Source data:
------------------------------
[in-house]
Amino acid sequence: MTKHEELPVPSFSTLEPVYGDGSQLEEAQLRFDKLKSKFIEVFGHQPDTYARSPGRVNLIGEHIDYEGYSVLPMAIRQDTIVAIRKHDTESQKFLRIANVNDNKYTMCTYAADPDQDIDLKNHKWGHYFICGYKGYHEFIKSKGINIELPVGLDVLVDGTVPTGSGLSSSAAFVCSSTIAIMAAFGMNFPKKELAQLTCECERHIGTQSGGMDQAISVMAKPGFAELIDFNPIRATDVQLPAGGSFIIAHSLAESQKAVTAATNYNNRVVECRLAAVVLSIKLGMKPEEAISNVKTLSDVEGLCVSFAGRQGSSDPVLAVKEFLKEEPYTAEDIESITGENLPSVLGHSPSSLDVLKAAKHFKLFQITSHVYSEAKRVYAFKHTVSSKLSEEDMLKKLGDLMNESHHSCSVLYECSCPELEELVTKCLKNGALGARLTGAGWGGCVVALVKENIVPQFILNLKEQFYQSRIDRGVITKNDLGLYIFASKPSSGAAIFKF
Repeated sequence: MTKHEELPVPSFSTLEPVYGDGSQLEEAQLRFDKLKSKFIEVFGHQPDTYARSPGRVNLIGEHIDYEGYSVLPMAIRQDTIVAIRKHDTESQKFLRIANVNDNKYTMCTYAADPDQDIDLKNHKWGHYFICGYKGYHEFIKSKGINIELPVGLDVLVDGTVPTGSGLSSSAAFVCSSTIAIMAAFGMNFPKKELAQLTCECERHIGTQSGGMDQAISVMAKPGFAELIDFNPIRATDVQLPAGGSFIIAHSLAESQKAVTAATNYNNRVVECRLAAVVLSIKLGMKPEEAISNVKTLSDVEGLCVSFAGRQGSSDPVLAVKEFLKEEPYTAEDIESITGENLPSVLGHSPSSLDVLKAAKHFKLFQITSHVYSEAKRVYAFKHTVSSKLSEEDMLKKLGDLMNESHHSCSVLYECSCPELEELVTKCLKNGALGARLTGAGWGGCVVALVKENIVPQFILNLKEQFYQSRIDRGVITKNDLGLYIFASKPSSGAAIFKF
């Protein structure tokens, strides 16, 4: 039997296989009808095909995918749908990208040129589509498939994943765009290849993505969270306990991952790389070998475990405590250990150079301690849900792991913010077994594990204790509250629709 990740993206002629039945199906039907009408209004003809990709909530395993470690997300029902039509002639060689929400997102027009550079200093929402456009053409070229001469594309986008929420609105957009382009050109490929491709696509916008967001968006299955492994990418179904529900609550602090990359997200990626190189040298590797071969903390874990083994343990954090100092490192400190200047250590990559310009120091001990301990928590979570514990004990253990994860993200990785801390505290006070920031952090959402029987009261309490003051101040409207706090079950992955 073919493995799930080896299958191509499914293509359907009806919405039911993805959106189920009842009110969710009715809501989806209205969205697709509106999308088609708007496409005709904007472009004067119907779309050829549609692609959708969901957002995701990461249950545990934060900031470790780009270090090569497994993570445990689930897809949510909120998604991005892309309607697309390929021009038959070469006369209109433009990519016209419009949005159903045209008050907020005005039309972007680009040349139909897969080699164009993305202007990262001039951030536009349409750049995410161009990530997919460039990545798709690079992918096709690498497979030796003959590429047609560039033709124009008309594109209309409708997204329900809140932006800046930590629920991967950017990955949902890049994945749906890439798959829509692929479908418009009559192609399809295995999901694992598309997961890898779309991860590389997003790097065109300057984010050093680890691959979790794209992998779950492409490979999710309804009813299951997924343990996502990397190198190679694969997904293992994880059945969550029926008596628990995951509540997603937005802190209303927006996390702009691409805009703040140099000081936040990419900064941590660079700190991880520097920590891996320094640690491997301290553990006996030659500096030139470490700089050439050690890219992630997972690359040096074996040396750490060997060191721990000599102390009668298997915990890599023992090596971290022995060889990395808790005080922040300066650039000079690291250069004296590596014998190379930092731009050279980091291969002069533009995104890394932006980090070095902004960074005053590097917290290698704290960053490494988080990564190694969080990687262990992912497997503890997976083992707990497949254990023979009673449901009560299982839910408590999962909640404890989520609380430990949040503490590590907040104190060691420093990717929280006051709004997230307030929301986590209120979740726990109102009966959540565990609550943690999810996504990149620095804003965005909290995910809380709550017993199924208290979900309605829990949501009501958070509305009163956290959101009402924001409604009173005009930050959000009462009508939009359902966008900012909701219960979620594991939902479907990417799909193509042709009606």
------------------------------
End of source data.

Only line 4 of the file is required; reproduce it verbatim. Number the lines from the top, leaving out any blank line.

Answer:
């Protein structure tokens, strides 16, 4: 039997296989009808095909995918749908990208040129589509498939994943765009290849993505969270306990991952790389070998475990405590250990150079301690849900792991913010077994594990204790509250629709 990740993206002629039945199906039907009408209004003809990709909530395993470690997300029902039509002639060689929400997102027009550079200093929402456009053409070229001469594309986008929420609105957009382009050109490929491709696509916008967001968006299955492994990418179904529900609550602090990359997200990626190189040298590797071969903390874990083994343990954090100092490192400190200047250590990559310009120091001990301990928590979570514990004990253990994860993200990785801390505290006070920031952090959402029987009261309490003051101040409207706090079950992955 073919493995799930080896299958191509499914293509359907009806919405039911993805959106189920009842009110969710009715809501989806209205969205697709509106999308088609708007496409005709904007472009004067119907779309050829549609692609959708969901957002995701990461249950545990934060900031470790780009270090090569497994993570445990689930897809949510909120998604991005892309309607697309390929021009038959070469006369209109433009990519016209419009949005159903045209008050907020005005039309972007680009040349139909897969080699164009993305202007990262001039951030536009349409750049995410161009990530997919460039990545798709690079992918096709690498497979030796003959590429047609560039033709124009008309594109209309409708997204329900809140932006800046930590629920991967950017990955949902890049994945749906890439798959829509692929479908418009009559192609399809295995999901694992598309997961890898779309991860590389997003790097065109300057984010050093680890691959979790794209992998779950492409490979999710309804009813299951997924343990996502990397190198190679694969997904293992994880059945969550029926008596628990995951509540997603937005802190209303927006996390702009691409805009703040140099000081936040990419900064941590660079700190991880520097920590891996320094640690491997301290553990006996030659500096030139470490700089050439050690890219992630997972690359040096074996040396750490060997060191721990000599102390009668298997915990890599023992090596971290022995060889990395808790005080922040300066650039000079690291250069004296590596014998190379930092731009050279980091291969002069533009995104890394932006980090070095902004960074005053590097917290290698704290960053490494988080990564190694969080990687262990992912497997503890997976083992707990497949254990023979009673449901009560299982839910408590999962909640404890989520609380430990949040503490590590907040104190060691420093990717929280006051709004997230307030929301986590209120979740726990109102009966959540565990609550943690999810996504990149620095804003965005909290995910809380709550017993199924208290979900309605829990949501009501958070509305009163956290959101009402924001409604009173005009930050959000009462009508939009359902966008900012909701219960979620594991939902479907990417799909193509042709009606």